Childhood dementia is a little-known but serious public health issue and now researchers at QIMR Berghofer believe a new study has raised hopes of a breakthrough.
Associate Professor Anthony White’s team has received a $49,600 grant from the Batten Disease Support and Research Association (BDRSA) of Australia, to find drugs that can halt or slow progression of the neurological disorder.
Batten disease is one of the most common forms of childhood dementia. It causes the progressive deterioration of brain cells and a range of severe symptoms such as a loss of the ability to walk and talk.
“Childhood dementia plays out similarly to adult dementia. It is always fatal and there are very few drug treatments available, so more research is desperately needed to improve outcomes,” A/Prof White said.
“At QIMR Berghofer we’re working to find drugs that treat Batten disease and other forms of childhood dementia, so we can slow or halt the progression of disease and buy valuable time for these children and their families.”
For Queensland mother Jessica Lyons, the research offers hope at a time when her family is faced with a heartbreaking lack of options.
Her happy, cheeky daughter Emily has been diagnosed with one of the rarer forms of Batten disease – CLN6. The eight-year-old is currently the only known case in Australia.
“Before we got Emily’s diagnosis, we thought it would just be a matter of finding the issue so she could receive the right treatment and go on to live a reasonably normal life,” Ms Lyons said.
“But now we know Emily isn’t going to live until she’s an adult, she isn’t going to go to university or anything like that, and accepting that is really tough. Every week we see she is regressing further, and there’s absolutely nothing we can do.
“If researchers could find and stop the regression and buy some more time for kids with Batten disease, that would be amazing. Because at the moment we have no options.”
The QIMR Berghofer research project is focused on drug repositioning. This involves identifying existing drugs approved for other conditions, which can be repurposed to treat Batten disease and other childhood dementia disorders.
“There are more than 70 childhood dementia diseases and they’re all caused by different genetic mutations, but we think they may share some common genes and proteins to explain their similar symptoms,” A/Prof White said.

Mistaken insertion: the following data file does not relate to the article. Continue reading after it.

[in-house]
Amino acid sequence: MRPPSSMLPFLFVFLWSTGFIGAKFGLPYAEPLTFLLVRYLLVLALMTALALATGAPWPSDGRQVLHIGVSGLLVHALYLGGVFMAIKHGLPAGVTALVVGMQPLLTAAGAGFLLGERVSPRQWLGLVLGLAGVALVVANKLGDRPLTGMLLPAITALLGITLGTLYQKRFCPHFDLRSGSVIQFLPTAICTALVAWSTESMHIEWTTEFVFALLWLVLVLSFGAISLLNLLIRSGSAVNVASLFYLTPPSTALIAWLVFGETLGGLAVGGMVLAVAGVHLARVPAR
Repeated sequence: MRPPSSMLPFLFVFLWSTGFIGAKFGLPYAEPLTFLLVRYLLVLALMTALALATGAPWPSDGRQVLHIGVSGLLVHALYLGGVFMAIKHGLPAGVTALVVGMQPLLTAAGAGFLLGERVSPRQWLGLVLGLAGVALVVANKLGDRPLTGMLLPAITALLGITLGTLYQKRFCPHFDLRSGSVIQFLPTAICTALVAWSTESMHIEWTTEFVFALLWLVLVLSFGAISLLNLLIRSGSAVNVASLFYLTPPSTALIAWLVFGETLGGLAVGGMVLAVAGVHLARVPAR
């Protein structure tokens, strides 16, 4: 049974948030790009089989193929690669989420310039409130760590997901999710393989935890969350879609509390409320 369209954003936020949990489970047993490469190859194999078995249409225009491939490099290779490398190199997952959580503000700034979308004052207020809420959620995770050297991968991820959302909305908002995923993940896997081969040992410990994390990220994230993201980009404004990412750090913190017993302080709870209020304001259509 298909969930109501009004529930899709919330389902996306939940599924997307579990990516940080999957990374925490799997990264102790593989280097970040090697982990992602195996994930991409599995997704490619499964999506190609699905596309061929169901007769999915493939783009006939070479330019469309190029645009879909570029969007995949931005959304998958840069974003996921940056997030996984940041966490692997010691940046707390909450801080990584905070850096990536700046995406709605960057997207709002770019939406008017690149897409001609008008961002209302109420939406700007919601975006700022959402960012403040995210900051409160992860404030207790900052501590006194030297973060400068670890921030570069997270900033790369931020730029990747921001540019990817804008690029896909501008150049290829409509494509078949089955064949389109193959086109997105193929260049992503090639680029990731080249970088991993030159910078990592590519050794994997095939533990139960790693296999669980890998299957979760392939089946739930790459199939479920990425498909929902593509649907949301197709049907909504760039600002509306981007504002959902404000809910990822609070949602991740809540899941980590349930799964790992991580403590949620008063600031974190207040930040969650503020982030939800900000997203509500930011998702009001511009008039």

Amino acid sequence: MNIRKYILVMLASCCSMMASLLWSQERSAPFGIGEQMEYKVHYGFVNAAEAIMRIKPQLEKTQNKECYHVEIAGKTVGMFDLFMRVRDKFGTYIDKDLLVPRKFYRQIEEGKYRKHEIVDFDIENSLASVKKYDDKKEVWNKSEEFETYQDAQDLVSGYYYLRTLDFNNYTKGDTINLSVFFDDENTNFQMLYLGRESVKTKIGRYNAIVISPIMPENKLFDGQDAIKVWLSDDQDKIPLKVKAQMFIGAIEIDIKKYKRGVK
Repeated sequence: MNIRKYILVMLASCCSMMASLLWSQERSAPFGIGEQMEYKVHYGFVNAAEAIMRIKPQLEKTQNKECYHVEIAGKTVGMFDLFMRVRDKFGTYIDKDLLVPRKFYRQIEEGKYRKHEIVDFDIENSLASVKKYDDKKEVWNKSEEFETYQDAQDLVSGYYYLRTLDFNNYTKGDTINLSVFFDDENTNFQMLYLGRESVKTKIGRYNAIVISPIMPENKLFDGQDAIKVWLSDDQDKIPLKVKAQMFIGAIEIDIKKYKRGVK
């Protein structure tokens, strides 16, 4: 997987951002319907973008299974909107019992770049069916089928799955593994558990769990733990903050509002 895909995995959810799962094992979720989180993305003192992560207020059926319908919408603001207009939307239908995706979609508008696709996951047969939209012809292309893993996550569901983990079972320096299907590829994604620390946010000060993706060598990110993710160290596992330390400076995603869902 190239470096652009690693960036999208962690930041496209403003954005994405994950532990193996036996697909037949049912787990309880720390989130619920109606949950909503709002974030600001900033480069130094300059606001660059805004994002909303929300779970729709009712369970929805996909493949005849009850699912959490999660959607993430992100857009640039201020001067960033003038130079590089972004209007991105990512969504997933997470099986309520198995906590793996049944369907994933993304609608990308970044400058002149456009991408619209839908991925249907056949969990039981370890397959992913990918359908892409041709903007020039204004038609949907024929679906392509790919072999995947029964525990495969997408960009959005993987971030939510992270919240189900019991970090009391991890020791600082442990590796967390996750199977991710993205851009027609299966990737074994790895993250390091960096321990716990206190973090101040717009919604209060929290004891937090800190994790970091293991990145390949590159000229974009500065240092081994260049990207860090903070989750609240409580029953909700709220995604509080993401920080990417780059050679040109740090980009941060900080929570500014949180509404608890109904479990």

“If we can identify shared genes and proteins and find existing drugs that target them, we can treat multiple childhood dementia conditions. It could help to slow or halt these diseases while more research is done to target their individual causes.”
A/Prof White is chief investigator of the Batten disease research team that includes fellow QIMR Berghofer researchers Professor Eske Derks and Dr Zachary Gerring, who recently led a successful study identifying potential new treatments for Alzheimer’s disease.
The study will see Prof Derks and Dr Gerring use computer-based algorithms to analyse the genetics of childhood dementia and identify promising drug repurposing candidates.
A/Prof White will then test the drugs on tiny model brains, to validate the findings and better establish the drugs’ impact on Batten disease and childhood dementia.
Dr Ineka Whiteman, Head of Research, Medical and Scientific Affairs at BDSRA Australia, said the association was delighted to support the important work of A/Prof White and his team.
“Their computer-based bioinformatics approach will certainly take Batten disease and childhood dementia research in an exciting direction. This is a relatively novel approach in the Batten disease field and could help make effective, desperately-needed treatments available to patients far sooner,” Dr Whiteman said.
“We are intrigued to see what potential new therapeutic candidates they might uncover as the project progresses.”
The Childhood Dementia Initiative’s Head of Research, Dr Kris Elvidge, expressed hope that A/Prof White’s approach would yield results for various childhood dementia disorders.
“Every three days in Australia, a child is born with a childhood dementia disorder. Sadly, the vast majority of these children will not live to see adulthood,” Dr Elvidge said.
“This research project is exciting and we look forward to this approach being applied to the many types of childhood dementia to find treatments that give these children longer, more fulfilling lives.”